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Biological effects of popular artificial sweetener Sucralose

Date:
March 10, 2014
Source:
Taylor & Francis
Summary:
The artificial sweetener sucralose is a biologically active compound, according to an extensive review. Some of the biological effects of sucralose described include: reduction in the number and balance of beneficial bacteria in the gastrointestinal tract, histopathological findings in gastrointestinal tract including lymphocytic infiltrates into epithelium, epithelial scarring, mild depletion of goblet cells and glandular disorganization in the colon, and mutagenic alterations using several types of biological assays. The authors conclude that a careful reassessment of safety is needed regarding the use of sucralose by the general population, particularly special populations such as children, elderly, nursing mothers, persons with diabetes, cancer patients, and persons taking multiple medications.

The artificial sweetener sucralose is a biologically active compound according to an extensive review published by Taylor & Francis in the recent issue of Journal of Toxicology and Environmental Health, Part B: Critical Reviews.

"Sucralose, A Synthetic Organochlorine Sweetener: Overview Of Biological Issues" authored by Susan S. Schiffman, PhD, an internationally known sweetener researcher and Kristina I. Rother, MD, MHSc, of the National Institutes of Health (NIH), summarizes the biological properties of sucralose based on hundreds of archival, peer-reviewed scientific journal publications. Some of the biological effects of sucralose described by Schiffman and Rother include:

  • alterations in insulin, blood glucose, and glucagon-like peptide 1 (GLP-1) levels,
  • metabolism of sucralose in the gastrointestinal tract to metabolites whose identity and safety profile are unknown,
  • induction of cyctochrome P450 and P-glycoprotein in the gastrointestinal tract to levels that may limit the bioavailability of therapeutic drugs,
  • reduction in the number and balance of beneficial bacteria in the gastrointestinal tract,
  • histopathological findings in gastrointestinal tract including lymphocytic infiltrates into epithelium, epithelial scarring, mild depletion of goblet cells and glandular disorganization in the colon,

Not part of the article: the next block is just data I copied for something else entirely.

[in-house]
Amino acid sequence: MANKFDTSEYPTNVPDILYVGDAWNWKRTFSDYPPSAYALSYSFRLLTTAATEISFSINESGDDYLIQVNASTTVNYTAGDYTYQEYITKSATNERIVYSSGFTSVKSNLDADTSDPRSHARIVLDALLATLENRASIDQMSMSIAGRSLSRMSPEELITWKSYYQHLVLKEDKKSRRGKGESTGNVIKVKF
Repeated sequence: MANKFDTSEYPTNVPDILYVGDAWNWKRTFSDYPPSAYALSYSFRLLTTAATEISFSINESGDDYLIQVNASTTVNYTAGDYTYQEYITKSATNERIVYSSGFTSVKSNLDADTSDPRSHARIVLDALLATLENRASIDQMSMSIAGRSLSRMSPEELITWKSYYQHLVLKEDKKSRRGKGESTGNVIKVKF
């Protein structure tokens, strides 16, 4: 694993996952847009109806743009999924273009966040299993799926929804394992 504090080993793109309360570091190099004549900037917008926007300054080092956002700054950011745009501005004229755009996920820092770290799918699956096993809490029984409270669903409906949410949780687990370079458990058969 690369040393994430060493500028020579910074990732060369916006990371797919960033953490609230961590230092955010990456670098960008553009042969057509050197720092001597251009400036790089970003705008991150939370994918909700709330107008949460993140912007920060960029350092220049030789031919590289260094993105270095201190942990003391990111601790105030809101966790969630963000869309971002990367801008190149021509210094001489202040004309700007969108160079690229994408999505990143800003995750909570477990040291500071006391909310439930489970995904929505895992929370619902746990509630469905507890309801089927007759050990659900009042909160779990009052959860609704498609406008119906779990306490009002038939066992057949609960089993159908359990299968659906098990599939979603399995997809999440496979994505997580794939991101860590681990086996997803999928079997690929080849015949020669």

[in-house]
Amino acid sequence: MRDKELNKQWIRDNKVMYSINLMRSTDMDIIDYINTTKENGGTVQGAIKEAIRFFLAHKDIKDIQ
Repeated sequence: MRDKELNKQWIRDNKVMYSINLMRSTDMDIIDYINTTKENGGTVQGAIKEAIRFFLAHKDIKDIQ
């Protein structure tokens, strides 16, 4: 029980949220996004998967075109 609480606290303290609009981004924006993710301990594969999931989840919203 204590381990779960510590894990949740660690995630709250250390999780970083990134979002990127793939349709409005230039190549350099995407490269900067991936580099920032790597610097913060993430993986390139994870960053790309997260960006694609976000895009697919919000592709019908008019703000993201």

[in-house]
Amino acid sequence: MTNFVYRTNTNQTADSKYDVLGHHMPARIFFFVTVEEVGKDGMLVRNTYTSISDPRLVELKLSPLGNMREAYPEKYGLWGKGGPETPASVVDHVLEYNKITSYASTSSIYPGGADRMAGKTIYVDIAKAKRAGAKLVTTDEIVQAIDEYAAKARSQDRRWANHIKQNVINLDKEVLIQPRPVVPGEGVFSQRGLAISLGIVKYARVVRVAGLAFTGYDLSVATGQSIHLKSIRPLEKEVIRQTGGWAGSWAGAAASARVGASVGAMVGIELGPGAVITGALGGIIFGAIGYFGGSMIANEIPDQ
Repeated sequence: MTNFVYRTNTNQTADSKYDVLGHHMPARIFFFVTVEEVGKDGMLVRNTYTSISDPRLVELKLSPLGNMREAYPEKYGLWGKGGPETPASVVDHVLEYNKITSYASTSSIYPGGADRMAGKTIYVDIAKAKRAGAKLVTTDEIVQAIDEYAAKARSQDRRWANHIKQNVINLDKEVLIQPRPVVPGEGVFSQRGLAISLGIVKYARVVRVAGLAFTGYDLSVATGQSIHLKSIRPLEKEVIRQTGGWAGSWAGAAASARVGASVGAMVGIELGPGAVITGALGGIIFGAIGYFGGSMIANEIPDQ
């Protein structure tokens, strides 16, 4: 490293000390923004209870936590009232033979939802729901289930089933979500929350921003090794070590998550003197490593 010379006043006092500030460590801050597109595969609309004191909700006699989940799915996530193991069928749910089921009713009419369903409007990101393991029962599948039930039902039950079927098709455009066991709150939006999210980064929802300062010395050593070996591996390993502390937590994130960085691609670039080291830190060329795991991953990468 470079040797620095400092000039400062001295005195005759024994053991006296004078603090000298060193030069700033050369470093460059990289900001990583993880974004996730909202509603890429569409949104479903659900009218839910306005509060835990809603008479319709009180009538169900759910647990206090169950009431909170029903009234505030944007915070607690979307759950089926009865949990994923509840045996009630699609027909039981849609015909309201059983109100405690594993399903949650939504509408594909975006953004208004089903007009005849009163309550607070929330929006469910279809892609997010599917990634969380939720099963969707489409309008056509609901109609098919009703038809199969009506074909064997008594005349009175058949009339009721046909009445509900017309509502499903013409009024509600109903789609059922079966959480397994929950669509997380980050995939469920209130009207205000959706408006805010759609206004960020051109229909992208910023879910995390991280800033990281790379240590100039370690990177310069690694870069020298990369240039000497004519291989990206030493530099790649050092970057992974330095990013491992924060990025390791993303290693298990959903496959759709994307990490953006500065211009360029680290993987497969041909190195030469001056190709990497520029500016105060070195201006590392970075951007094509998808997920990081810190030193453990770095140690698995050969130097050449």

• decomposition and generation of chloropropanols (a potentially toxic class of compounds) during baking, and
  • mutagenic alterations using several types of biological assays

Schiffman and Rother present scientific evidence from numerous laboratories that most of these biological effects occur at sucralose dosages approved for use in the food supply by global health authorities. Overall, the scientific data presented in the review indicate that sucralose possesses many characteristics in common with other organochlorine compounds such as organochlorine drugs, pesticides, and industrial chemicals. The authors conclude that a careful reassessment of safety is needed regarding the use of sucralose by the general population, particularly special populations such as children, elderly, nursing mothers, persons with diabetes, cancer patients, and persons taking multiple medications.


Story Source:

The above story is based on materials provided by Taylor & Francis. Note: Materials may be edited for content and length.


Journal Reference:

  1. Susan S. Schiffman, Kristina I. Rother. Sucralose, A Synthetic Organochlorine Sweetener: Overview Of Biological Issues. Journal of Toxicology and Environmental Health, Part B, 2013; 16 (7): 399 DOI: 10.1080/10937404.2013.842523

Cite This Page:

Taylor & Francis. "Biological effects of popular artificial sweetener Sucralose." ScienceDaily. ScienceDaily, 10 March 2014. <www.sciencedaily.com/releases/2014/03/140310111315.htm>.
Taylor & Francis. (2014, March 10). Biological effects of popular artificial sweetener Sucralose. ScienceDaily. Retrieved August 27, 2014 from www.sciencedaily.com/releases/2014/03/140310111315.htm
Taylor & Francis. "Biological effects of popular artificial sweetener Sucralose." ScienceDaily. www.sciencedaily.com/releases/2014/03/140310111315.htm (accessed August 27, 2014).

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